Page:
Vladimir Putin set to rule to another 16 YEARS after Russian parliament backs sweeping constitutional change – The Sun

VLADIMIR PUTIN has laid out his plan to tackle the Russian constitution – and stay in power until 2036.

The Russian leader today said there could be a presidential 'reset' and run after his current term expires.

Putin, who has ruled Russia for more than 20 years, today laid out his plans on how he intends to hold onto power.

He told the lower house of State Duma: "This would be possible… if the constitutional court rules such an amendment would not go against (the constitution)."

A constitutional reform tabled by Valentina Tereshkova would make previous presidential terms void.

It would mean that Putin, 67, who was first elected in 2000, could run again after his current six-year term expires.

If he wins another term it would keep the Russian ruler in power until 2036.

He told lawmakers: "These amendments are long overdue, they are needed, and I am sure they will be useful for society, for our citizens."

Putin appeared to suggest the country may not be reader for a new leader after calling for evolutionary change "because we have had enough of revolutions".

Putin said: "There will be a time when the highest power… will not be tied to one specific person.

"But all of our previous history happened in this way, and of course we cannot ignore this."

NEVER-ENDING TERMS

Putin today rejected a call for lifting the overall two-term presidential limit and also said it wasn't necessary to hold early parliamentary elections.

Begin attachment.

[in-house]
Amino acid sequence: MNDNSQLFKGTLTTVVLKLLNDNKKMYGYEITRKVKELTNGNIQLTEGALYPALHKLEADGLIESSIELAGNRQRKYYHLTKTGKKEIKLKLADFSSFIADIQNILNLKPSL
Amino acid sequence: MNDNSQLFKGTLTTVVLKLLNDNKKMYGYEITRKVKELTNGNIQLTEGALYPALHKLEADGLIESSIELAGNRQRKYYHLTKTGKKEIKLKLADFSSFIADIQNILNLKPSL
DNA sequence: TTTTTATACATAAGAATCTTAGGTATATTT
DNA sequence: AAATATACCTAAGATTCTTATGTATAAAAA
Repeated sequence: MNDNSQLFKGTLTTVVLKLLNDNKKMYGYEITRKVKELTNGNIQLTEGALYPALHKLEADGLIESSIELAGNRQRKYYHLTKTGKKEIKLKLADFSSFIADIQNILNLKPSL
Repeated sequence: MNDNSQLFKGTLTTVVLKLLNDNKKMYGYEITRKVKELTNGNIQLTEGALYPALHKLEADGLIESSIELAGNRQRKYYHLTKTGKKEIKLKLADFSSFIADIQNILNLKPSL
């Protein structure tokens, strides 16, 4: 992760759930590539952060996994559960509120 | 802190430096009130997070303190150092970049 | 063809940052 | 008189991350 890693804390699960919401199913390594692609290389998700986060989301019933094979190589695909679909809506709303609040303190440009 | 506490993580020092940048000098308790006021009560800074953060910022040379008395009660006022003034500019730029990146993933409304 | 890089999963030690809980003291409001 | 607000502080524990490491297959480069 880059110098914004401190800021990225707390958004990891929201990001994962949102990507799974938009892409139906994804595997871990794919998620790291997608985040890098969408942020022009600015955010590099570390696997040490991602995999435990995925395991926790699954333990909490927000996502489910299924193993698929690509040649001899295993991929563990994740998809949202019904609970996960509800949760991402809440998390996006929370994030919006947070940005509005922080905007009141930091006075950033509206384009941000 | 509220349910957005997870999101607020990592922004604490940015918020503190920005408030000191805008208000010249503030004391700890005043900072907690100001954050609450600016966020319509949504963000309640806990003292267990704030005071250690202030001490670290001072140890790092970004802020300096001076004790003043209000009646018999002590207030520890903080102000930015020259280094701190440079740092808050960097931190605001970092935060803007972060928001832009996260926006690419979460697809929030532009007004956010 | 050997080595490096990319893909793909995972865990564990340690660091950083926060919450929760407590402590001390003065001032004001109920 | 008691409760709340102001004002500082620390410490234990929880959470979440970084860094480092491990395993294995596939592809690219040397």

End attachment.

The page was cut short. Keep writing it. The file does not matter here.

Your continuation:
Putin’s current term ends in 2024 and at the moment he is not allowed to be president again as he has just served two consecutive terms.

He has held the top job in the Kremlin four times since he was first elected in 2000 but had to step down in 2008 because of current constitutional rules.

At the moment, there is no legal way for the 67-year-old to run again immediately, however speculation has been mounting about what could be done to keep him in power.

One of the options would be to change or scrap the number of presidential terms written in the current constitution.

Another would be to hand more powers to the government, parliament or a new body for Putin to lead.

Putin will barely be in his early 70s when his current term ends – younger than both President Donald Trump and his rival Joe Biden today.

Dmitry Trenin, director of the Carnegie Moscow Center, tweeted today: "It looks that after playing with ideas of State Council and Security Council Putin has finally decided in favour of running again in 2024."

Putin was re-elected in 2018, but his approval ratings have been falling as Russia's economy has been struggling.

Putin will barely be in his early 70s when his current term ends – younger than both President Donald Trump and his rival Joe Biden today.

And observers say there is little evidence power crazy Putin is preparing for a life of post-presidential leisure.

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